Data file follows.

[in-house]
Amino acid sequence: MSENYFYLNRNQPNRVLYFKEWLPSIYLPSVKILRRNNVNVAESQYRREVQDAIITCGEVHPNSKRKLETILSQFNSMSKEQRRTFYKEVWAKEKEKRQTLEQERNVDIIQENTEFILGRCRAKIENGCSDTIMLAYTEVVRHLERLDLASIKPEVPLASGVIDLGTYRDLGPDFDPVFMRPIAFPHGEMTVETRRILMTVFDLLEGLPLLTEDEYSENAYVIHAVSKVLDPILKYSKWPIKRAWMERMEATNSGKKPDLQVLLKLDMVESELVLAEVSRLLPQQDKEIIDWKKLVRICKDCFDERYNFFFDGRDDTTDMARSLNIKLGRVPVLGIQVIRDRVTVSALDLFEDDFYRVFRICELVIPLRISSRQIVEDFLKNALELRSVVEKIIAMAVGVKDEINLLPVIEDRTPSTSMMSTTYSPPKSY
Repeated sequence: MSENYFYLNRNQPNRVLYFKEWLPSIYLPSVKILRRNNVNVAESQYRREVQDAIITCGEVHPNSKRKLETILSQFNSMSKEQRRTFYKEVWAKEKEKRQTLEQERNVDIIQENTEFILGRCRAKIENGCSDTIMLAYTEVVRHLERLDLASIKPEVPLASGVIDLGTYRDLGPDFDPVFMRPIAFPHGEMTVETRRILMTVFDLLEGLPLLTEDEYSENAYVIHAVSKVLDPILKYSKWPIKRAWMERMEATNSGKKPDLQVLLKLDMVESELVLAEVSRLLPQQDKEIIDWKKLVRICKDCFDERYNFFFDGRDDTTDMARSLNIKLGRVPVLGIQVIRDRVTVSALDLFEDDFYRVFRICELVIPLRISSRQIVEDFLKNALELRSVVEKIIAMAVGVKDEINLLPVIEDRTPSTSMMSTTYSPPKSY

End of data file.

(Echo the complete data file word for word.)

[in-house]
Amino acid sequence: MSENYFYLNRNQPNRVLYFKEWLPSIYLPSVKILRRNNVNVAESQYRREVQDAIITCGEVHPNSKRKLETILSQFNSMSKEQRRTFYKEVWAKEKEKRQTLEQERNVDIIQENTEFILGRCRAKIENGCSDTIMLAYTEVVRHLERLDLASIKPEVPLASGVIDLGTYRDLGPDFDPVFMRPIAFPHGEMTVETRRILMTVFDLLEGLPLLTEDEYSENAYVIHAVSKVLDPILKYSKWPIKRAWMERMEATNSGKKPDLQVLLKLDMVESELVLAEVSRLLPQQDKEIIDWKKLVRICKDCFDERYNFFFDGRDDTTDMARSLNIKLGRVPVLGIQVIRDRVTVSALDLFEDDFYRVFRICELVIPLRISSRQIVEDFLKNALELRSVVEKIIAMAVGVKDEINLLPVIEDRTPSTSMMSTTYSPPKSY
Repeated sequence: MSENYFYLNRNQPNRVLYFKEWLPSIYLPSVKILRRNNVNVAESQYRREVQDAIITCGEVHPNSKRKLETILSQFNSMSKEQRRTFYKEVWAKEKEKRQTLEQERNVDIIQENTEFILGRCRAKIENGCSDTIMLAYTEVVRHLERLDLASIKPEVPLASGVIDLGTYRDLGPDFDPVFMRPIAFPHGEMTVETRRILMTVFDLLEGLPLLTEDEYSENAYVIHAVSKVLDPILKYSKWPIKRAWMERMEATNSGKKPDLQVLLKLDMVESELVLAEVSRLLPQQDKEIIDWKKLVRICKDCFDERYNFFFDGRDDTTDMARSLNIKLGRVPVLGIQVIRDRVTVSALDLFEDDFYRVFRICELVIPLRISSRQIVEDFLKNALELRSVVEKIIAMAVGVKDEINLLPVIEDRTPSTSMMSTTYSPPKSY